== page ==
“Then he opened their minds to understand the Scriptures” (Luke 24:45, English Standard Version).

My morning reading of the Bible has been somewhat different this week. I have read the same chapter every day. It’s fairly short, only twenty-nine verses, but I haven’t made it to the end of the chapter yet. Perhaps I will get there in a few more days. Why has it taken me so long to read a few verses? It is so rich with so much to absorb, and it’s easier to do it in small bites.

We each probably have our own way of reading the Word. You may follow a Bible reading chart, have a goal of so many chapters per day, or randomly select a passage. I like to do all of the above. I follow a chart, but I also enjoy reading random portions of Scripture. A chart gives me structure and insures I read the entire Bible through. When I’m “off the chart,” I discover interesting stories, passages that make me seek deeper meaning, or a verse that speaks to where I am at that exact moment.

How I study the Word isn’t anything profound but let me tell you a few of the things I do (or don’t do). You will no doubt develop your own study style.

  • I do not speed read. My goal is to understand more, not zip through so I can check off a box on a chart. If a verse seems unclear to me, I stop and read it again. And perhaps again. Sometimes reading a cross reference (printed in a center column or sometimes underneath the verse) will help.
  • I keep pen and paper nearby. I jot down insights, questions, or other verses related to what is being said. If I don’t have time to dig deeper right then, I can come back to my notes later and search it out.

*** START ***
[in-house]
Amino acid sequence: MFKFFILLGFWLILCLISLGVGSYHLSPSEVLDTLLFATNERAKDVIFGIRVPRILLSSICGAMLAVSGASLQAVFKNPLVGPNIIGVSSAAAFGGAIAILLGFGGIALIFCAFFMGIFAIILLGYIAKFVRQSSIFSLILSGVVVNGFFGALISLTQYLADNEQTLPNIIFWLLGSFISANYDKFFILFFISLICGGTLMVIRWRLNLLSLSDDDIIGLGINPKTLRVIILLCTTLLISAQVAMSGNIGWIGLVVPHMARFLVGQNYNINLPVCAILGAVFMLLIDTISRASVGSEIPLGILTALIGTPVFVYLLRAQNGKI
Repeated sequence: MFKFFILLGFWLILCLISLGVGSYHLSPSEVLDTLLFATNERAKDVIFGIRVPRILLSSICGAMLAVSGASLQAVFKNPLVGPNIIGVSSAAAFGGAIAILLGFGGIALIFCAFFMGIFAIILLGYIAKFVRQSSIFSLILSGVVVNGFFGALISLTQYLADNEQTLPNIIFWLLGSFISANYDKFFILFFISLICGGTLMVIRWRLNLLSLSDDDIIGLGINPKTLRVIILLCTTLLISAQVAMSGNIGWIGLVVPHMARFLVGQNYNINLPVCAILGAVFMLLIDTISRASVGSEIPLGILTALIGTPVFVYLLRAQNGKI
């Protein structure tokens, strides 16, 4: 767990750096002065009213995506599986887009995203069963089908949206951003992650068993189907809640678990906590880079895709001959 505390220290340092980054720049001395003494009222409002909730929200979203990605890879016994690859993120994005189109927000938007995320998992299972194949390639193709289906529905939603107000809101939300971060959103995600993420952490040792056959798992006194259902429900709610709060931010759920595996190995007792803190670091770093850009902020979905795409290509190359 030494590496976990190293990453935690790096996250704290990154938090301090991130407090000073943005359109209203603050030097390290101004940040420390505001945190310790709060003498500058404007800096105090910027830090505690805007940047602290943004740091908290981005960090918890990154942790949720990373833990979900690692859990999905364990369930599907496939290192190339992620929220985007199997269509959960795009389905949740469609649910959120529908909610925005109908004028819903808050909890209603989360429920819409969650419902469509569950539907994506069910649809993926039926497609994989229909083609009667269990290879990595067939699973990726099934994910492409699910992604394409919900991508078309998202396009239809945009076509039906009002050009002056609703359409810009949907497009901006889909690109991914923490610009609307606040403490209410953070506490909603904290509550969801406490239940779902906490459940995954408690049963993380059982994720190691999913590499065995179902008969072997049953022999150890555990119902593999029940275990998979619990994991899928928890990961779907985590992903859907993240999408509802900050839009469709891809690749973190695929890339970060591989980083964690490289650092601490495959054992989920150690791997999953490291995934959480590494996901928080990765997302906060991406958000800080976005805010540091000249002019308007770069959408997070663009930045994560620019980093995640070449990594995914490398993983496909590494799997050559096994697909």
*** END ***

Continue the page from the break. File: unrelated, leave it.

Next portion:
• I use a Bible app for quick research. When a passage is unclear, I often find it helpful to look at one or two other translations. A Bible app allows me to do this quickly. I can also look up the meaning of key words in the passage. Or I can do a word search to find other verses on this topic (such as: faith, patience, love, grace).

Yes, some Bible passages are difficult or (dare I say it) boring. Chapter after chapter of “begats” does not make for exciting reading, but I plunge on. Often, even in these passages I find sweet nuggets of inspiration. If nothing else, I remind myself if God knows all those names, He knows mine too. I matter to Him.

I was in a Bible class when a fellow student asked the teacher, “What translation of the Bible do you recommend?” The quick response was, “The one you will read.” We may own a stack of Bibles, but it is only when we open it and start reading that the Word goes deep into our hearts. It’s our source of instruction, hope, and encouragement.

“For whatever was written in the past was written for our instruction, so that we may have hope through endurance and through the encouragement from the Scriptures” (Romans 15:4, Christian Standard Bible).

Prayer: Lord, give me a deep, abiding love for Your Word. When I hide it in my heart, it keeps me on the right path so I do not sin. Increase my understanding and open my eyes to the wisdom it offers for my daily life.